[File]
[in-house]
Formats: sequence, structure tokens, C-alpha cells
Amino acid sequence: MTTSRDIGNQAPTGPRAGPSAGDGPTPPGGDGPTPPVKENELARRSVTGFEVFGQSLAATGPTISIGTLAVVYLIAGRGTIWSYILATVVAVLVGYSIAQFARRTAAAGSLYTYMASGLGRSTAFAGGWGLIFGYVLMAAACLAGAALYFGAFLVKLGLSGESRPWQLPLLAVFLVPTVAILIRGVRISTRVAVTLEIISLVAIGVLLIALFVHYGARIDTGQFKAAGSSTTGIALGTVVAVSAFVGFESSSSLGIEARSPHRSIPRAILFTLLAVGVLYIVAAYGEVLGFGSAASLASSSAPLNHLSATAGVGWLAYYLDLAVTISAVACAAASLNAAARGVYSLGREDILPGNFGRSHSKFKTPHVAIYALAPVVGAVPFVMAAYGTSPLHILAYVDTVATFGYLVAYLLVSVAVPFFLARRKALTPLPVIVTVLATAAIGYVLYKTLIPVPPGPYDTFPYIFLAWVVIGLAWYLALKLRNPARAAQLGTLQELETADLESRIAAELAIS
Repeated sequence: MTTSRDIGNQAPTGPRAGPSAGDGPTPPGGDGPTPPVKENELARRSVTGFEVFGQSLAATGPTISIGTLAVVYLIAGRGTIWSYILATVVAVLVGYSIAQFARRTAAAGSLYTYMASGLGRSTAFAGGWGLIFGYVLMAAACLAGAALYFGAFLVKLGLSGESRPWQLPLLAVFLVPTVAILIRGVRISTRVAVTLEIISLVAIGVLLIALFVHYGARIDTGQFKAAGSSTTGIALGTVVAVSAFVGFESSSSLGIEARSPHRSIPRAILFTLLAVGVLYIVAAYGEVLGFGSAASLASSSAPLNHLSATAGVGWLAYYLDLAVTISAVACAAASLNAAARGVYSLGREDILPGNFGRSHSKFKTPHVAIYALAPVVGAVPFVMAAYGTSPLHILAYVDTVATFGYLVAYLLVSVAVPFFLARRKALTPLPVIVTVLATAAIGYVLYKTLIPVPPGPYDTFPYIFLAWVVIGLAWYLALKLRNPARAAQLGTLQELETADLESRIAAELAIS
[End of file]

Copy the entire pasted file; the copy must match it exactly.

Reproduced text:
[in-house]
Formats: sequence, structure tokens, C-alpha cells
Amino acid sequence: MTTSRDIGNQAPTGPRAGPSAGDGPTPPGGDGPTPPVKENELARRSVTGFEVFGQSLAATGPTISIGTLAVVYLIAGRGTIWSYILATVVAVLVGYSIAQFARRTAAAGSLYTYMASGLGRSTAFAGGWGLIFGYVLMAAACLAGAALYFGAFLVKLGLSGESRPWQLPLLAVFLVPTVAILIRGVRISTRVAVTLEIISLVAIGVLLIALFVHYGARIDTGQFKAAGSSTTGIALGTVVAVSAFVGFESSSSLGIEARSPHRSIPRAILFTLLAVGVLYIVAAYGEVLGFGSAASLASSSAPLNHLSATAGVGWLAYYLDLAVTISAVACAAASLNAAARGVYSLGREDILPGNFGRSHSKFKTPHVAIYALAPVVGAVPFVMAAYGTSPLHILAYVDTVATFGYLVAYLLVSVAVPFFLARRKALTPLPVIVTVLATAAIGYVLYKTLIPVPPGPYDTFPYIFLAWVVIGLAWYLALKLRNPARAAQLGTLQELETADLESRIAAELAIS
Repeated sequence: MTTSRDIGNQAPTGPRAGPSAGDGPTPPGGDGPTPPVKENELARRSVTGFEVFGQSLAATGPTISIGTLAVVYLIAGRGTIWSYILATVVAVLVGYSIAQFARRTAAAGSLYTYMASGLGRSTAFAGGWGLIFGYVLMAAACLAGAALYFGAFLVKLGLSGESRPWQLPLLAVFLVPTVAILIRGVRISTRVAVTLEIISLVAIGVLLIALFVHYGARIDTGQFKAAGSSTTGIALGTVVAVSAFVGFESSSSLGIEARSPHRSIPRAILFTLLAVGVLYIVAAYGEVLGFGSAASLASSSAPLNHLSATAGVGWLAYYLDLAVTISAVACAAASLNAAARGVYSLGREDILPGNFGRSHSKFKTPHVAIYALAPVVGAVPFVMAAYGTSPLHILAYVDTVATFGYLVAYLLVSVAVPFFLARRKALTPLPVIVTVLATAAIGYVLYKTLIPVPPGPYDTFPYIFLAWVVIGLAWYLALKLRNPARAAQLGTLQELETADLESRIAAELAIS